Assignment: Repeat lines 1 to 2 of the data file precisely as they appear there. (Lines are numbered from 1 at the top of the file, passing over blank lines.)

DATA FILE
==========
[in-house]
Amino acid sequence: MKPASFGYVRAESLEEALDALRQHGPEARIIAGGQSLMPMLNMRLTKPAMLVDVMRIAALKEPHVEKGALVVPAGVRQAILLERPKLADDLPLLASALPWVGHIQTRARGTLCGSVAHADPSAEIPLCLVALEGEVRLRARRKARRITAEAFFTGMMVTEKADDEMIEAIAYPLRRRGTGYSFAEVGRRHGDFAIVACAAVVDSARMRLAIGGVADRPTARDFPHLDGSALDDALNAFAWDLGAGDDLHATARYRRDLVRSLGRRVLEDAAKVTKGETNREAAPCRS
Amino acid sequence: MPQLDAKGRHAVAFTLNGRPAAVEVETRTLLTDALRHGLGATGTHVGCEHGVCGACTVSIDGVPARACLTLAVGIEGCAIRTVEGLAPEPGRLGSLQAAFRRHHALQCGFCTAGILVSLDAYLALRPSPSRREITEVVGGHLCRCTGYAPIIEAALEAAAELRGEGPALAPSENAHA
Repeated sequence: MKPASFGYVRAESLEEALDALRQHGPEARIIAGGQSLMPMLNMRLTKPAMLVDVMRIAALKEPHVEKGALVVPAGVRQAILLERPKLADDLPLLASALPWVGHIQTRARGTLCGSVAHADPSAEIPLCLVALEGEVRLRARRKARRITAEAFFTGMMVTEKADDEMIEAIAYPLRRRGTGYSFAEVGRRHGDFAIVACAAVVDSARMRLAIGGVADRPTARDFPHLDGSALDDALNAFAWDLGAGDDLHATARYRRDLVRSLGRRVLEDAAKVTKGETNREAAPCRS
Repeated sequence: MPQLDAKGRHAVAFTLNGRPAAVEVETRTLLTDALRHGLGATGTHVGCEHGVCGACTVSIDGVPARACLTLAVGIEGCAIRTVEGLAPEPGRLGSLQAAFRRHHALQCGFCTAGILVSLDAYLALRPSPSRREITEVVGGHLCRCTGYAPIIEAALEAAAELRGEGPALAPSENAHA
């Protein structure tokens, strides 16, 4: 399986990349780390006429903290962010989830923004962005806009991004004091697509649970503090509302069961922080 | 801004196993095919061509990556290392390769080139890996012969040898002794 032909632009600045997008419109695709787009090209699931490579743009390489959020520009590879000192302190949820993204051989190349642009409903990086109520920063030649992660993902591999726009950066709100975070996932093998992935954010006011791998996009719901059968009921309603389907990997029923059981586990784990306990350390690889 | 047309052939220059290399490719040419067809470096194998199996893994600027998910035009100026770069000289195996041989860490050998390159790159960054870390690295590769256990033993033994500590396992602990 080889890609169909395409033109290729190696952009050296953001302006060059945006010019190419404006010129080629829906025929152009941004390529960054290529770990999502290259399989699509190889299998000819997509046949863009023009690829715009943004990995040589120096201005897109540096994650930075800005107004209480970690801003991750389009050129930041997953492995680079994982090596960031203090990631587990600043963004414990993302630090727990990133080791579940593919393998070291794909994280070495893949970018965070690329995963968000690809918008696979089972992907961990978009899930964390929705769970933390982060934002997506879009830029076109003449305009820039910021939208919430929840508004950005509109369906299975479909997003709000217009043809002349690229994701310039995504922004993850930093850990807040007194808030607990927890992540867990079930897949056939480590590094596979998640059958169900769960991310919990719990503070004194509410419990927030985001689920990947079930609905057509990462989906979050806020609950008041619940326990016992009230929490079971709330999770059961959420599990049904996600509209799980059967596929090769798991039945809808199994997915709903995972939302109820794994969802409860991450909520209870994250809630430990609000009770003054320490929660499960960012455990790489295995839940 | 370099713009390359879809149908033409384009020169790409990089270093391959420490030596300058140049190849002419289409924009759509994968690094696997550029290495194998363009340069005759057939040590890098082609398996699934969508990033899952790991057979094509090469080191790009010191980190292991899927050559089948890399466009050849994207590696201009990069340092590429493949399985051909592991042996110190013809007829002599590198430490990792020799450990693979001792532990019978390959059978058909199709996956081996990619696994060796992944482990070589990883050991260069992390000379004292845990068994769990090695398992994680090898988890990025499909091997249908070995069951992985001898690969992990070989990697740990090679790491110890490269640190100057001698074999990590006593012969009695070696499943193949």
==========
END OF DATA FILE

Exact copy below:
[in-house]
Amino acid sequence: MKPASFGYVRAESLEEALDALRQHGPEARIIAGGQSLMPMLNMRLTKPAMLVDVMRIAALKEPHVEKGALVVPAGVRQAILLERPKLADDLPLLASALPWVGHIQTRARGTLCGSVAHADPSAEIPLCLVALEGEVRLRARRKARRITAEAFFTGMMVTEKADDEMIEAIAYPLRRRGTGYSFAEVGRRHGDFAIVACAAVVDSARMRLAIGGVADRPTARDFPHLDGSALDDALNAFAWDLGAGDDLHATARYRRDLVRSLGRRVLEDAAKVTKGETNREAAPCRS